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Farmers Almanac
The 2014 Farmers Almanac
Farmers' Almanac

How Safe is your Food?

How Safe is your Food?

1. True or False: Once food is thawed in a refrigerator, it is safe to refreeze it without cooking.

2. What is a safe internal temperature for cooking meat and poultry?
a. 100º-120ºF
b. 140º-160ºF
c. 200º-220ºF

3. The best place to store canned goods is:
a. In a garage
b. Under the sink
c. In a cool, dry place

4. True or False: Canned meat and poultry are safe to eat for up to 5 years after you purchased them.

5. What causes dark bones in poultry?
a. Young chickens
b. Bruises
c. Spoilage

6. True or False: The safest way to defrost meat is to take it out of the freezer and leave it on the counter all night.

7. How long can leftover food be kept out of the refrigerator
before it starts to spoil?
a. 15 minutes
b. Up to 3 hours
c. Up to 2 hours

8. Generally speaking, how long will leftover food remain safe
in the refrigerator?
a. 1 week
b. 3 to 5 days
c. 1 day

9. True or False: Hard-boiled eggs, whether in the shell or not, should be eaten within one week after cooking.

10. True or False: It is not necessary to wash meat or poultry before cooking.

Food Safety Answers
How did you do? For every right answer give yourself 1 point.
Then see where on the safety chart you fall.

1. True. Although there may be a loss of quality due to the moisture lost through defrosting, food is safe to refreeze. It’s also safe to refreeze something after you’ve cooked it, and to refreeze previously cooked and frozen, then defrosted, food.

2. b. 140-160ºF. Most pathogens are destroyed between 140-160ºF. However, for best quality, meats and poultry require differing temperatures for “doneness.”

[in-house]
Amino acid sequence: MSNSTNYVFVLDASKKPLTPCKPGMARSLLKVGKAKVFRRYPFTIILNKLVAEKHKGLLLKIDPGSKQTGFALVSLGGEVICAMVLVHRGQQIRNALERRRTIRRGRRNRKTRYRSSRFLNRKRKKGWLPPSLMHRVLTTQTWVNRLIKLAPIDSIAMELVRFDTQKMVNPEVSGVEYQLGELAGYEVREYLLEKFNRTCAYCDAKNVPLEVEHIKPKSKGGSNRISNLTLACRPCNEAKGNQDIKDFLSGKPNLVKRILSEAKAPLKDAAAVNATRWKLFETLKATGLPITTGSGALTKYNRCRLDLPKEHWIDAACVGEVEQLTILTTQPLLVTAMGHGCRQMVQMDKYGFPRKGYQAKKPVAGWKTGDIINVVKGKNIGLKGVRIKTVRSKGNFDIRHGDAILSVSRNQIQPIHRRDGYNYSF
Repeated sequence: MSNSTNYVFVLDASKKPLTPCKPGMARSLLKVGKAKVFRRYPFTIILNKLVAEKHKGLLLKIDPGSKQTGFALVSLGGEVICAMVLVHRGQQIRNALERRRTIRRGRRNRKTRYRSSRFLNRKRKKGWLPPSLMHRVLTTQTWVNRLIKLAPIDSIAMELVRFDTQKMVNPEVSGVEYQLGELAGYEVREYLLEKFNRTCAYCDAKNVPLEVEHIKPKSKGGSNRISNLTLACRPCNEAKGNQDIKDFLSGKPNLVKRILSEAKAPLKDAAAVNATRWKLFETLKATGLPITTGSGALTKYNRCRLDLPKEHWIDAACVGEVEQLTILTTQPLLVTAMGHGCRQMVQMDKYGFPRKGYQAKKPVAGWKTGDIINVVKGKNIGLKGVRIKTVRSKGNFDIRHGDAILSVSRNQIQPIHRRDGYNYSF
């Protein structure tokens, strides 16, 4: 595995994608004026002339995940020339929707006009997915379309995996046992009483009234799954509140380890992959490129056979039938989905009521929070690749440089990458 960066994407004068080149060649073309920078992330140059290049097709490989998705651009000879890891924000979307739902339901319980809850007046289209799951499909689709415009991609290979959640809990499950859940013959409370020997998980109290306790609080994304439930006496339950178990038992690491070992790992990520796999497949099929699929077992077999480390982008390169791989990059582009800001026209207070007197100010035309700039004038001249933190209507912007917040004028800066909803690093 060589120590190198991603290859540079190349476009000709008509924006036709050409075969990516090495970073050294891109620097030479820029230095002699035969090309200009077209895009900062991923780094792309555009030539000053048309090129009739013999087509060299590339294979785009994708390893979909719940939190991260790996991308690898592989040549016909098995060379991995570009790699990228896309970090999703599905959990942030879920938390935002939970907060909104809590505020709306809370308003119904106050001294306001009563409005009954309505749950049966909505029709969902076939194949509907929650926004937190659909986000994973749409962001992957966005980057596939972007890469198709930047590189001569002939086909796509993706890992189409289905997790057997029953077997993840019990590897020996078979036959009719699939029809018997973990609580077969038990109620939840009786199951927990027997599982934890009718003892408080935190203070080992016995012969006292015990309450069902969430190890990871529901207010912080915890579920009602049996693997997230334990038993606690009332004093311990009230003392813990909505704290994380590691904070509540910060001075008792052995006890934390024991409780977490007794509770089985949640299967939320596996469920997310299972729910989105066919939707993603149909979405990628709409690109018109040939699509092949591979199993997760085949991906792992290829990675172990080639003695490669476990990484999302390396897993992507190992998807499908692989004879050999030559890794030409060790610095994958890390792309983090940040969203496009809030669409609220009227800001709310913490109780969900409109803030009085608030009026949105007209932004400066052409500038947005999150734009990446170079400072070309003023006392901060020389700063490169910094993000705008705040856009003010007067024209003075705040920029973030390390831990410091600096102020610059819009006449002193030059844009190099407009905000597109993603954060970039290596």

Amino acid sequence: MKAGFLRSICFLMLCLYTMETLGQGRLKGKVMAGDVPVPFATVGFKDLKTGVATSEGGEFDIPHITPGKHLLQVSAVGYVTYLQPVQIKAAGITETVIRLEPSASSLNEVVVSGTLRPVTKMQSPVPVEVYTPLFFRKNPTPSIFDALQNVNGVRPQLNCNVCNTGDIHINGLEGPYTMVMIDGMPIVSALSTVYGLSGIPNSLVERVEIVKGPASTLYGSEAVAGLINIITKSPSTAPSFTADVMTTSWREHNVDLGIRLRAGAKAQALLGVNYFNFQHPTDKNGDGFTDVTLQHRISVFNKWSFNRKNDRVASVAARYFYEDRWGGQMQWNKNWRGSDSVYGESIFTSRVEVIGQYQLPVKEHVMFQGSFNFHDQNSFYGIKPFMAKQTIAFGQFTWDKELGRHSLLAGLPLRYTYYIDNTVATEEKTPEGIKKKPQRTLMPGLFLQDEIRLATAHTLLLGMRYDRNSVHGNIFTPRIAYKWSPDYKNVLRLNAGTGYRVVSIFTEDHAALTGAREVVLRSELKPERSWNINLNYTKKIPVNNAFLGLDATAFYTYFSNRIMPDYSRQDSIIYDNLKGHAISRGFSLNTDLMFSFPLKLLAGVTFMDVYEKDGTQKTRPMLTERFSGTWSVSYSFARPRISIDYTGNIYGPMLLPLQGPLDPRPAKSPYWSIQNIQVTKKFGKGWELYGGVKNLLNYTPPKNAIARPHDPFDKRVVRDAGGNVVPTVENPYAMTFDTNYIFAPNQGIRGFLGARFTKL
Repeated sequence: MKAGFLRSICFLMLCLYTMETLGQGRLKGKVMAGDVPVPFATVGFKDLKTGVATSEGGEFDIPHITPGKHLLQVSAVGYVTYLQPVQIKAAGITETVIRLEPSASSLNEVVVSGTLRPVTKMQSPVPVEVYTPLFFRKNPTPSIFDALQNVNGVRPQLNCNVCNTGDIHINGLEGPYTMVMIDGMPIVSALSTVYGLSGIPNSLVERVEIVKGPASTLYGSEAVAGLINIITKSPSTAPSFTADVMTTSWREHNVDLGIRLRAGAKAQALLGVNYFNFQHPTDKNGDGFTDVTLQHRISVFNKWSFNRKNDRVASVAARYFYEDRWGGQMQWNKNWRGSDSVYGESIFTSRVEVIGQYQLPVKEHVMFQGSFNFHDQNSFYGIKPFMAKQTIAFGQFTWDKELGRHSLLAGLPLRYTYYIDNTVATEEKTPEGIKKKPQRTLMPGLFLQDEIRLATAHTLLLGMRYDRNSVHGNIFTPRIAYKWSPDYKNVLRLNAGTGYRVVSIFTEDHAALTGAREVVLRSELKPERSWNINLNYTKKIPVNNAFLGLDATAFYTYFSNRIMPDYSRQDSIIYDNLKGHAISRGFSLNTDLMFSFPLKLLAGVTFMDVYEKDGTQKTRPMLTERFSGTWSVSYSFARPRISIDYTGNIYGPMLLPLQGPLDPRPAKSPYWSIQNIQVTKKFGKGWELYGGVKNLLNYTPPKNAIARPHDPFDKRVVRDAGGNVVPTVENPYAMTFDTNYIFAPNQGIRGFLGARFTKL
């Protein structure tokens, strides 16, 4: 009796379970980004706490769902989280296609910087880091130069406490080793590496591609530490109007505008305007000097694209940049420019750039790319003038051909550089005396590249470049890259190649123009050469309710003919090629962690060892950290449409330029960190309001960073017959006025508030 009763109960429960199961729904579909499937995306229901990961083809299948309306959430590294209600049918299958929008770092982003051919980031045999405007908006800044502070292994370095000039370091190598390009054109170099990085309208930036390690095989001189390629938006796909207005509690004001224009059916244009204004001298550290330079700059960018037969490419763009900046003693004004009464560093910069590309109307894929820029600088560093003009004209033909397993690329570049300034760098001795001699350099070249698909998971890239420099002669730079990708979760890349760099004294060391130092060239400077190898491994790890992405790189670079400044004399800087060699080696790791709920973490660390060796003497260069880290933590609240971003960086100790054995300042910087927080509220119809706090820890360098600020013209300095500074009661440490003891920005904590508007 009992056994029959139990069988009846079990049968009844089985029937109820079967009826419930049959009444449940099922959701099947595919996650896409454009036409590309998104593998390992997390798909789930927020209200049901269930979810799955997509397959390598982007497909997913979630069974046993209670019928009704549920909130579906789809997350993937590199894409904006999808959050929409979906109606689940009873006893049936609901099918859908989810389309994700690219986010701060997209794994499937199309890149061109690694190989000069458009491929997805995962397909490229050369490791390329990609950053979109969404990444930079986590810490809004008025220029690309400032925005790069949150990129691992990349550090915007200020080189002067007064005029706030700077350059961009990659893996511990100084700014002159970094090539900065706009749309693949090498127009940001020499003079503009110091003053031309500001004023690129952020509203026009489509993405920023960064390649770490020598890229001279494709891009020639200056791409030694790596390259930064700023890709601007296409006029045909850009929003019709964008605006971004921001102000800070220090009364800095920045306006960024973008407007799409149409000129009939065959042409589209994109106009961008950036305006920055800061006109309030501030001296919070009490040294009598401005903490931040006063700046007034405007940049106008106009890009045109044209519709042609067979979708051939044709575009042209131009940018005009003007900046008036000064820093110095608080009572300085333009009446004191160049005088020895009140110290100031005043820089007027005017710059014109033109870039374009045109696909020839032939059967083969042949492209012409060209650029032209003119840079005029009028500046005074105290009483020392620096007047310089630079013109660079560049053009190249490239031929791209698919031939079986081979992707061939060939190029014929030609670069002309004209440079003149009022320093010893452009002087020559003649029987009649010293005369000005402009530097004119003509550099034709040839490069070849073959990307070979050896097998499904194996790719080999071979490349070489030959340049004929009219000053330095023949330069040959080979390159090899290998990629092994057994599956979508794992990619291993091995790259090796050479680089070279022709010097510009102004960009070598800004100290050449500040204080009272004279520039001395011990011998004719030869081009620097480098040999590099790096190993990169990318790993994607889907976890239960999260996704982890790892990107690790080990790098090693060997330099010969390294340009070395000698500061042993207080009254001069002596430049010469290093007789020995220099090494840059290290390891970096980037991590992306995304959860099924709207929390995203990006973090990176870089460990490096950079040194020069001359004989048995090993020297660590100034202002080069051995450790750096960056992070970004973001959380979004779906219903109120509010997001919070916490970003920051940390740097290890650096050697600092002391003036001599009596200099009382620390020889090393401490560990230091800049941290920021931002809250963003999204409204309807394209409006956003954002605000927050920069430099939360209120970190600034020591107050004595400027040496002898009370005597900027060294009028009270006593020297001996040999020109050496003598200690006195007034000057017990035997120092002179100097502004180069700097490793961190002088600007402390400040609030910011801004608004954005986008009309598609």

3. c. Store cans in a cool, dry place.

4. True. As long as a can remains in good condition and is stored in a cool, clean, dry place, canned meat and poultry can keep at best quality for 2 to 5 years.

5. a. The darkening of bones and the meat around bones occurs mainly in young broiler-fryer chickens, and sometimes freezing can also contribute to the darkening. Darkening is merely an aesthetic issue and not a safety one.

6. False. Food safety experts recommend thawing foods in the refrigerator, microwave oven, or submerging the package (in a watertight plastic bag) in cold water, and changing the water every 30 minutes.

7. c. 2 hours. Hot foods should be refrigerated as soon as possible, but never more than two hours after cooking.

8. b. 3 to 5 days. Generally, leftovers remain safe for three to five days when refrigerated. If in doubt, throw them out.

9. True. After a week, hard-boiled eggs are no longer safe to eat.

10. True. Washing raw poultry, beef, pork, lamb, or veal before cooking is not recommended. Some consumers think they are removing bacteria from the meat and making it safer; however, any bacteria present on the surface is destroyed by cooking to a temperature of 160ºF.

If your score was:

9 or 10 Congratulations! You’re doing everything very safely, and know food safety
backwards and forwards!

7 or 8 Very good! You know what needs to be done and how to keep food safe.

5 or 6 Pretty good, but you should read more on food safety.

3 or 4 Be warned! Food safety is important. There are a lot of sources out there to
help keep you informed.

1 or 2 Uh oh! You are in danger of being arrested by the food safety police.
Seriously, you should learn more about food safety, so that you and your
friends and family stay healthy.

If you notice a hole in the upper left-hand corner of your Farmers' Almanac, don't return it to the store! That hole isn't a defect; it's a part of history. Starting with the first edition of the Farmers' Almanac in 1818, readers used to nail holes into the corners to hang it up in their homes, barns, and outhouses (to provide both reading material and toilet paper). In 1910, the Almanac's publishers began pre-drilling holes in the corners to make it even easier for readers to keep all of that invaluable information (and paper) handy.